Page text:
Comparing Tubeless and Tubed Approaches in Percutaneous Nephrolithotomy for Moderate Renal Calculi: Outcomes on Safety, Efficacy, Pain Management, Recovery Time, and Cost-Effectiveness
Introduction This study focuses on investigating the effect of routine nephrostomy tube placement in patients with moderate renal calculi of size 2.5 cm or less who undergo uncomplicated percutaneous nephrolithotomy (PCNL) procedures. Previous studies have not specified whether only uncomplicated cases were included in the analysis, which may affect the results. This study aims to provide a clearer understanding of the effect of routine nephrostomy tube placement on blood loss in a more homogeneous patient population. Materials and methods A prospective randomized controlled trial (RCT) was conducted at our department over 18 months, dividing 60 patients with a single renal or upper ureteric calculus of size ≤2.5 cm into two groups: 30 patients in each group (group 1: tubed PCNL, group 2: tubeless PCNL). The primary outcome was the drop in perioperative hemoglobin level and the number of packed cell transfusions necessary. The secondary outcome included the mean pain score, analgesic requirement, length of hospital stay, time to return to normal activities, and the total cost of the procedure. Results The two groups were comparable in age, gender, comorbidities, and stone size. The postoperative hemoglobin level was significantly lower in the tubeless PCNL group (9.56 ± 2.13 gm/dL) compared to the tube PCNL group (11.32 ± 2.35 gm/dL) (p = 0.0037), and two patients in the tubeless group required blood transfusion. The duration of surgery, pain scores, and analgesic requirement were comparable between the two groups. The total procedure cost was significantly lower in the tubeless group (p = 0.0019), and the duration of hospital stay and time to return to daily activities were significantly shorter in the tubeless group (p < 0.0001). Conclusions Tubeless PCNL is a safe and effective alternative to conventional tube PCNL, with the advantages of shorter hospital stay, faster recovery, and lower procedure costs. Tube PCNL is associated with less blood loss and the need for transfusions. Patient preferences and bleeding risk should be considered when choosing between the two procedures.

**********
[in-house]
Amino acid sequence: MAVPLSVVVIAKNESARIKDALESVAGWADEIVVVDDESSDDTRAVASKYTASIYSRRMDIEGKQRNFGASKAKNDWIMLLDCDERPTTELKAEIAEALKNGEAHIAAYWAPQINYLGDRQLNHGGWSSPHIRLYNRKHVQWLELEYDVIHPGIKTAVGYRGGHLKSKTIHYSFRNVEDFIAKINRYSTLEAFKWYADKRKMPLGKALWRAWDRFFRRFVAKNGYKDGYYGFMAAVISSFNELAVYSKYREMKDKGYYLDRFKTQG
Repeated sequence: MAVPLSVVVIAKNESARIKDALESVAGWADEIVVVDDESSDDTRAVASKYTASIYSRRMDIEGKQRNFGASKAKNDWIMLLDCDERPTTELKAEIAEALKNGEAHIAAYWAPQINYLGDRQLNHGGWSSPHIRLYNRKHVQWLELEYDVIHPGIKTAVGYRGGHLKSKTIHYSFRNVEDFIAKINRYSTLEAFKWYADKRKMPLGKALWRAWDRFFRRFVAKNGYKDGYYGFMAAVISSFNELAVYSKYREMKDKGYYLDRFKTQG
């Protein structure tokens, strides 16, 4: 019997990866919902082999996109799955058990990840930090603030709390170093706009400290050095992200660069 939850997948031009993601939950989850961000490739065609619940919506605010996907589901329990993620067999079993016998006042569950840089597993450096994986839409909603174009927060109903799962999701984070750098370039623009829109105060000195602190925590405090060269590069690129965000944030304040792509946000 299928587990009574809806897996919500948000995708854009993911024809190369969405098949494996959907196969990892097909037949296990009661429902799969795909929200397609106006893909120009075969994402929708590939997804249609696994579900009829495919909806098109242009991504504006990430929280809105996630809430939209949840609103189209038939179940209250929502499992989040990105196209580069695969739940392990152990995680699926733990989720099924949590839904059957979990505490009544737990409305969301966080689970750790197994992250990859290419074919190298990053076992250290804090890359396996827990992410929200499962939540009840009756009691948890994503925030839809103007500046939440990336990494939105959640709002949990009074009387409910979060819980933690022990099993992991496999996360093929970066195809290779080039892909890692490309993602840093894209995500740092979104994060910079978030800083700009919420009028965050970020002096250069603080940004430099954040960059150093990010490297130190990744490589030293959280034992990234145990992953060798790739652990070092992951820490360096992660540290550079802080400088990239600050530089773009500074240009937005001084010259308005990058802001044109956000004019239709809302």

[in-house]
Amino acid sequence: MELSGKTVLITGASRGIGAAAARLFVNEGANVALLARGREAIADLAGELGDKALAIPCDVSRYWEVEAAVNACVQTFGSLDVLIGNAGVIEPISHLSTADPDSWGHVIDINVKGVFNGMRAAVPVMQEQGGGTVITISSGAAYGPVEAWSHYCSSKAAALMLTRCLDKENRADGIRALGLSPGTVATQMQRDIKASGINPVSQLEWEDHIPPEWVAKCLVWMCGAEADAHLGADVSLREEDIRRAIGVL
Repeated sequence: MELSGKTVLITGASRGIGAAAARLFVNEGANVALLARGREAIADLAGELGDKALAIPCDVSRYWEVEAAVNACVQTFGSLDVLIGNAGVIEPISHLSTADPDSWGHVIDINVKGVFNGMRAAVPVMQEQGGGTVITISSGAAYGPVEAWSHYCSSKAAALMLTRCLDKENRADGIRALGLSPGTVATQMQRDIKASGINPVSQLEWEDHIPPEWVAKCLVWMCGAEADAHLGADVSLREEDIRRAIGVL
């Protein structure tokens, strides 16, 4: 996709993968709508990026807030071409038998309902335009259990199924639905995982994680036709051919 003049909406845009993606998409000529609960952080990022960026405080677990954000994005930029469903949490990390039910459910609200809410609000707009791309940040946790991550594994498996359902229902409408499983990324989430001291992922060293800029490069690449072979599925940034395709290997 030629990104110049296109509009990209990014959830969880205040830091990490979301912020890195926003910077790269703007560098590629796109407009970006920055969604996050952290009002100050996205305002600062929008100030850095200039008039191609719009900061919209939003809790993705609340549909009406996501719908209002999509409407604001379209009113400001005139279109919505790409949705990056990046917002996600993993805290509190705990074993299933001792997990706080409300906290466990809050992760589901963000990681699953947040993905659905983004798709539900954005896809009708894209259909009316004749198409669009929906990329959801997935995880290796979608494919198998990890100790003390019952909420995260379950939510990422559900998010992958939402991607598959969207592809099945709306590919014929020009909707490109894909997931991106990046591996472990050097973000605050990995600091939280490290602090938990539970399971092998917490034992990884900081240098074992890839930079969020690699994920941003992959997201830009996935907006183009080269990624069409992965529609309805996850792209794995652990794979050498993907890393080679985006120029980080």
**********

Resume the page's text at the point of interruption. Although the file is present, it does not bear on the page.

Polyethylene glycol-coated haemostatic patch for prevention of clinically relevant postoperative pancreatic fistula after pancreatoduodenectomy: randomized clinical trial
BJS open. 2023;7(2)